White Noise ★★★1/2
Availability: Except for the occasional second-run or art-house theater, streaming only on Netflix after a brief theater run; see JustWatch here for possible future expanded streaming possibilities.
What if death were noise?
Bored or stressed. That’s one way to understand the dichotomy at the core of Oscar-nominated director and writer Noah Baumbach’s worthy film treatment of Don DeLillo’s iconic postmodern novel, “White Noise,” published in 1985. The boredom in this case isn’t of the don’t-want-to-get-out-of-bed variety. It’s the boredom of cacophony, of a surfeit of the trivial, of consumerism (the glitter and meaningless variety of the supermarket), of the ignorance and barely controlled chaos of the family (“the cradle of the world’s misinformation”—precursor to social media’s role)—in a word, “noise.” The stress isn’t of the ordinary variety, either. It’s the stress of the existential: the fear of death, or the fear of the fear of death, that haunts human beings in any age. And boredom and existential anxiety aren’t as separate and distinct as they might seem: “What if death were noise”? asks Jack.
Above, the blended family in distress, led by Jack (Adam Driver). Left to right, Babette (Greta Gerwig) holding Wilder (Henry or Dean Moore), Steffie (May Nivola), Heinrich (Sam Nivola), and Denise (Raffey Cassidy).
Jack offers courses on “Advanced Nazism” at College-on-the-Hill.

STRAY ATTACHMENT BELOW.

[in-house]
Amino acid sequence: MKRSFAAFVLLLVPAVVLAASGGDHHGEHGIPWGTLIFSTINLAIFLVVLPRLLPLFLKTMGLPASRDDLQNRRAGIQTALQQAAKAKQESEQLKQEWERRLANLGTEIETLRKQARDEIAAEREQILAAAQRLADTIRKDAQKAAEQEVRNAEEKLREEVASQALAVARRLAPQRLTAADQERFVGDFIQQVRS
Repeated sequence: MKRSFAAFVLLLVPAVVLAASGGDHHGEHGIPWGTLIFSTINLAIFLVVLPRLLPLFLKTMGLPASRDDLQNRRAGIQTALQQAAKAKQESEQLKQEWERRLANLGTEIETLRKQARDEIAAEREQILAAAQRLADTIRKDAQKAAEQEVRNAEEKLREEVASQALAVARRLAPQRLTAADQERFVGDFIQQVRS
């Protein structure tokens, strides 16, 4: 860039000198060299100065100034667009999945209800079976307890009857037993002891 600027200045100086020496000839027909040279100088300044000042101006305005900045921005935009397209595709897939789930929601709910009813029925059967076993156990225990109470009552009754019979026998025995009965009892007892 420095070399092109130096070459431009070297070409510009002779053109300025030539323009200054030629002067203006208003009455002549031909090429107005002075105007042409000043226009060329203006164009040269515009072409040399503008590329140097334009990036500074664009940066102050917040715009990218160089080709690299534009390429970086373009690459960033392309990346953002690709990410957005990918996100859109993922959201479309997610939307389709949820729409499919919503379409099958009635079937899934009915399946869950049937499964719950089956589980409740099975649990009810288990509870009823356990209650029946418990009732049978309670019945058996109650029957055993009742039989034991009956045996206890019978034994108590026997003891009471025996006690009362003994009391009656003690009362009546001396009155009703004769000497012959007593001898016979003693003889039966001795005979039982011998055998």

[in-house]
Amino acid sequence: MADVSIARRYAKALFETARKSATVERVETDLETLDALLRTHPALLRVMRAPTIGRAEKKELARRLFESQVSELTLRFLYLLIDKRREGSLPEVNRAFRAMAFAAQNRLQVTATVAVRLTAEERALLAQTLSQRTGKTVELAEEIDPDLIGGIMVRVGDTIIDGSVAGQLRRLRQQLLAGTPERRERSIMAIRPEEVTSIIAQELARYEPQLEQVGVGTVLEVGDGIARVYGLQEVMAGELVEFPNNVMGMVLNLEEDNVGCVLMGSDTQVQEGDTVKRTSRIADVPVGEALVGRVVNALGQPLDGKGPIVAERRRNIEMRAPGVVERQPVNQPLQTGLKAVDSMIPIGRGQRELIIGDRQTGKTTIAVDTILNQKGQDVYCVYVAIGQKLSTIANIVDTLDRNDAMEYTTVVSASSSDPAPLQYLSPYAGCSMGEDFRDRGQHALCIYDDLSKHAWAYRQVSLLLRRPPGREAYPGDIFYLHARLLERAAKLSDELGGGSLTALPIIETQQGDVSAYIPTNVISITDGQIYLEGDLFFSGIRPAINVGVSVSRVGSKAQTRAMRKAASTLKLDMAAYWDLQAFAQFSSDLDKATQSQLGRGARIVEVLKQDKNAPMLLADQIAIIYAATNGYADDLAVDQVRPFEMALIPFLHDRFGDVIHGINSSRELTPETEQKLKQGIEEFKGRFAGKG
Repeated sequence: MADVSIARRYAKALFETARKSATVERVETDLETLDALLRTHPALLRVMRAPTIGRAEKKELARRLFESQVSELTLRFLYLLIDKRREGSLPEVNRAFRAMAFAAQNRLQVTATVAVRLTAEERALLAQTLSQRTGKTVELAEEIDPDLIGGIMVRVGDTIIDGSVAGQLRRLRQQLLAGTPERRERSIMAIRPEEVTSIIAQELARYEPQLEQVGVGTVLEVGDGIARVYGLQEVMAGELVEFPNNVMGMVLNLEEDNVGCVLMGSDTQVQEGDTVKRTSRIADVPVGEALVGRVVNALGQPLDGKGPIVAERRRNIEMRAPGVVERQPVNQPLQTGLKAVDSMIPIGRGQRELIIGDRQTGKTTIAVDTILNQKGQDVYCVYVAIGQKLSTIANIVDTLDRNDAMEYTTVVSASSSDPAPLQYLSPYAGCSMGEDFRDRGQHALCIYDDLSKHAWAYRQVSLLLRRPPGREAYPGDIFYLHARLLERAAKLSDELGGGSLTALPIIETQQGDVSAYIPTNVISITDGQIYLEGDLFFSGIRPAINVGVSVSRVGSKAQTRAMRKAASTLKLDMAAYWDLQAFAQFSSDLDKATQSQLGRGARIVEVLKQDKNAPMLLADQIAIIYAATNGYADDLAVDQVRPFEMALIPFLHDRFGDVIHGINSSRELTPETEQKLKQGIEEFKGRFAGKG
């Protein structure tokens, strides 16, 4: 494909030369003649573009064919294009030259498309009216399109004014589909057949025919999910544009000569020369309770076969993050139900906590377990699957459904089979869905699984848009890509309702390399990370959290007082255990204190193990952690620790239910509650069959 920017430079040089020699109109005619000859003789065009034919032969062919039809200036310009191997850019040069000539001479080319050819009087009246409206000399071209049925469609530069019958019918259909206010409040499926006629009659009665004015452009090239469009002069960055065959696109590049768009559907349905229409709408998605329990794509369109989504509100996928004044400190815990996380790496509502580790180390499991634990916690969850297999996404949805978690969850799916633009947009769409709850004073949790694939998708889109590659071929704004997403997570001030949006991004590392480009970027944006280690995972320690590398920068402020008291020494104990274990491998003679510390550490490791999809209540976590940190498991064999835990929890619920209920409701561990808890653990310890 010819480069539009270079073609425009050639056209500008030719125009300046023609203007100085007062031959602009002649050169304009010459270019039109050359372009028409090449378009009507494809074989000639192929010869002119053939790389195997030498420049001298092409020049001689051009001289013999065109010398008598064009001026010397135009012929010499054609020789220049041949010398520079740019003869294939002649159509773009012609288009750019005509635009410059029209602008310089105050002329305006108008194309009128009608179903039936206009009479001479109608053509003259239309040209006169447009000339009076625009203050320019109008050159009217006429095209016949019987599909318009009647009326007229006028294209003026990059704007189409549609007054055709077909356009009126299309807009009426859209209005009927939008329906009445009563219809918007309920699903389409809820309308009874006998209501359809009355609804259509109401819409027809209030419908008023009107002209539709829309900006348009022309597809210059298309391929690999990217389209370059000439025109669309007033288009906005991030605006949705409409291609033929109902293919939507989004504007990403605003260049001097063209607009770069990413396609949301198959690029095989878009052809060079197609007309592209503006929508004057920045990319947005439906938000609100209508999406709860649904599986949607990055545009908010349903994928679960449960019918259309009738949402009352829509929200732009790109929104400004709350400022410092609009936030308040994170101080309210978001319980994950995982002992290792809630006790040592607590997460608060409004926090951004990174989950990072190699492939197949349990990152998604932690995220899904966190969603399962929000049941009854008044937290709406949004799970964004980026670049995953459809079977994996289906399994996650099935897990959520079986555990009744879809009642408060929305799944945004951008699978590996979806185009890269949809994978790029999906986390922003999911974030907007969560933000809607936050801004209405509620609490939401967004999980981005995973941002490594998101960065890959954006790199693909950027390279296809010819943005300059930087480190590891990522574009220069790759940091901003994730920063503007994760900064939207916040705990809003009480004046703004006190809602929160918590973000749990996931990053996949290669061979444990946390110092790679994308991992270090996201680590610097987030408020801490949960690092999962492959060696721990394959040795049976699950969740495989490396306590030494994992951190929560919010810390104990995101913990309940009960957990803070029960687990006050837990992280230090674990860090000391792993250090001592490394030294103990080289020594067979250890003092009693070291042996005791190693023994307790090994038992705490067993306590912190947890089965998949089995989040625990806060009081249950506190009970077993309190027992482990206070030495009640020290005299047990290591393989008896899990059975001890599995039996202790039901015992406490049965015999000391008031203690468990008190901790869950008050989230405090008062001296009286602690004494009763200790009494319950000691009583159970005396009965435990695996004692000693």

Occupying the bored/stressed purgatory are Jack (Adam Driver) and Babette (Greta Gerwig, Oscar-nominated director of “Lady Bird”  and Baumbach’s partner and frequent collaborator) and their large, blended family, a product of several divorces—a bunch of know-it-all, bossy, irritating, sometimes prescient, sometimes out-of-control children (“where’s Wilder”?). Babette, who teaches “movement” to old folks, is presumably the stable, “joyous” element. Jack offers courses on “Advanced Nazism” at College-on-the-Hill, surely an ironic reference to John Winthrop’s 1630 sermon that characterized the Massachusetts Bay colony as a shining example to the world, “a city upon a hill.”
“We have a situation,” notes a worker at Camp Daffodil, an emergency refuge center.
Their project—holding things together, accepting the “white noise” of daily life as a shield against the darkest of truths—works, until a toxic cloud appears on the horizon, a reminder of the 1979 meltdown at Pennsylvania’s Three Mile Island nuclear power plant. Jack, especially, is in denial (“it won’t come this way”), the children intrigued but anxious. The family’s flight partakes of reality—the cloud’s threat is apparently real, if unknowable—but also of comedy and farce and violence (signs that Jack, and the family, have lost their grip on whatever it was that kept them sane), with a touch of 1984 (when the book is set) bureaucratic-speak: “We have a situation,” notes a worker at Camp Daffodil, an emergency refuge center. The flower is the symbol of rebirth and new beginnings.
In photo at right, Don Cheadle, left, as Murray, who teaches optimism, among other topics, at College-on-the-Hill with Jack, Adam Driver.
Following the book and a recent cinema industry trend, Baumbach’s script is organized into three chapters. The title of the first, “Waves and Radiation,” bears no relationship to its content (except possibly to television and radio); it’s essentially a description of the day-to-day challenges of life under “white noise.” The third chapter, “Dylarama,” derives from the name of an unapproved drug (and of the spectacle, as in Cinerama) to which Jack and Babette are attracted, because it promises relief from the anxiety of one’s eventual demise. Packed with madcap antics and a less-than-credible sequence involving a gun, this is the least satisfying and most problematic of the chapters, though the heretical German nuns provide a nice touch of black comedy.